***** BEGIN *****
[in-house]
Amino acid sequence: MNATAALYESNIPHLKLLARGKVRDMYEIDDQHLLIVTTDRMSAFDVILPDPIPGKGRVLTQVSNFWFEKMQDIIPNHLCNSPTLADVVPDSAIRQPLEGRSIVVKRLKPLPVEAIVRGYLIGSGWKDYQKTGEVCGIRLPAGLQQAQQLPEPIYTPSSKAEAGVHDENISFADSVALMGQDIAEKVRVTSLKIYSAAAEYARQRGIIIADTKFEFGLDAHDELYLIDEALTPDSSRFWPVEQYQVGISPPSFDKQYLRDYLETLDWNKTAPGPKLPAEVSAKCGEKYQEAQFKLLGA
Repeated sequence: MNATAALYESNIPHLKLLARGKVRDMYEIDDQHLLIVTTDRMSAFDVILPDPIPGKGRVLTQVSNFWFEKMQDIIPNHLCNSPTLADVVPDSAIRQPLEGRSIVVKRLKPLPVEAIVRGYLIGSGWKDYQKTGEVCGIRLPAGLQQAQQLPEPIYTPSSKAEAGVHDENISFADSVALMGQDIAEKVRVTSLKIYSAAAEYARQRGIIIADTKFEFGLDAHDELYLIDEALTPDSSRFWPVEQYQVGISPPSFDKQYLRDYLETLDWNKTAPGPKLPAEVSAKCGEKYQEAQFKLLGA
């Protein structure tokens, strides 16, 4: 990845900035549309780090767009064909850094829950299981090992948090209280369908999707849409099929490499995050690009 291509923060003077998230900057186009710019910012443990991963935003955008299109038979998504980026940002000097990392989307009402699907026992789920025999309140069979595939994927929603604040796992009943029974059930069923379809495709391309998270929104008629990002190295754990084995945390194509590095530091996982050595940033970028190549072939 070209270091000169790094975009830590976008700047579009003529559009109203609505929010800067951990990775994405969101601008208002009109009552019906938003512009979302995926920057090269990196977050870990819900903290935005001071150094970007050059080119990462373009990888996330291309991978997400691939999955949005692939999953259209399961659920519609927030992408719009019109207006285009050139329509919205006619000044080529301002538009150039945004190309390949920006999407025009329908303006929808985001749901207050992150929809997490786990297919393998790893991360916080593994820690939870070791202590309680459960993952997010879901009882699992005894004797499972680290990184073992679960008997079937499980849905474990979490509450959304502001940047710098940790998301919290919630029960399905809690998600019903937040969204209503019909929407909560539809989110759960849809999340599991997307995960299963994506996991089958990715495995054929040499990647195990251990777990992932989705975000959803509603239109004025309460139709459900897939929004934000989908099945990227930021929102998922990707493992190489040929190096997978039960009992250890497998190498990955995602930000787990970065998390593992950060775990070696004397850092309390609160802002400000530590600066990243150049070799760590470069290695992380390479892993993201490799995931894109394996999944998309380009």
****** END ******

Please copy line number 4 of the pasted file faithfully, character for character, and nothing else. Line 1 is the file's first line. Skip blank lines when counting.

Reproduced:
């Protein structure tokens, strides 16, 4: 990845900035549309780090767009064909850094829950299981090992948090209280369908999707849409099929490499995050690009 291509923060003077998230900057186009710019910012443990991963935003955008299109038979998504980026940002000097990392989307009402699907026992789920025999309140069979595939994927929603604040796992009943029974059930069923379809495709391309998270929104008629990002190295754990084995945390194509590095530091996982050595940033970028190549072939 070209270091000169790094975009830590976008700047579009003529559009109203609505929010800067951990990775994405969101601008208002009109009552019906938003512009979302995926920057090269990196977050870990819900903290935005001071150094970007050059080119990462373009990888996330291309991978997400691939999955949005692939999953259209399961659920519609927030992408719009019109207006285009050139329509919205006619000044080529301002538009150039945004190309390949920006999407025009329908303006929808985001749901207050992150929809997490786990297919393998790893991360916080593994820690939870070791202590309680459960993952997010879901009882699992005894004797499972680290990184073992679960008997079937499980849905474990979490509450959304502001940047710098940790998301919290919630029960399905809690998600019903937040969204209503019909929407909560539809989110759960849809999340599991997307995960299963994506996991089958990715495995054929040499990647195990251990777990992932989705975000959803509603239109004025309460139709459900897939929004934000989908099945990227930021929102998922990707493992190489040929190096997978039960009992250890497998190498990955995602930000787990970065998390593992950060775990070696004397850092309390609160802002400000530590600066990243150049070799760590470069290695992380390479892993993201490799995931894109394996999944998309380009």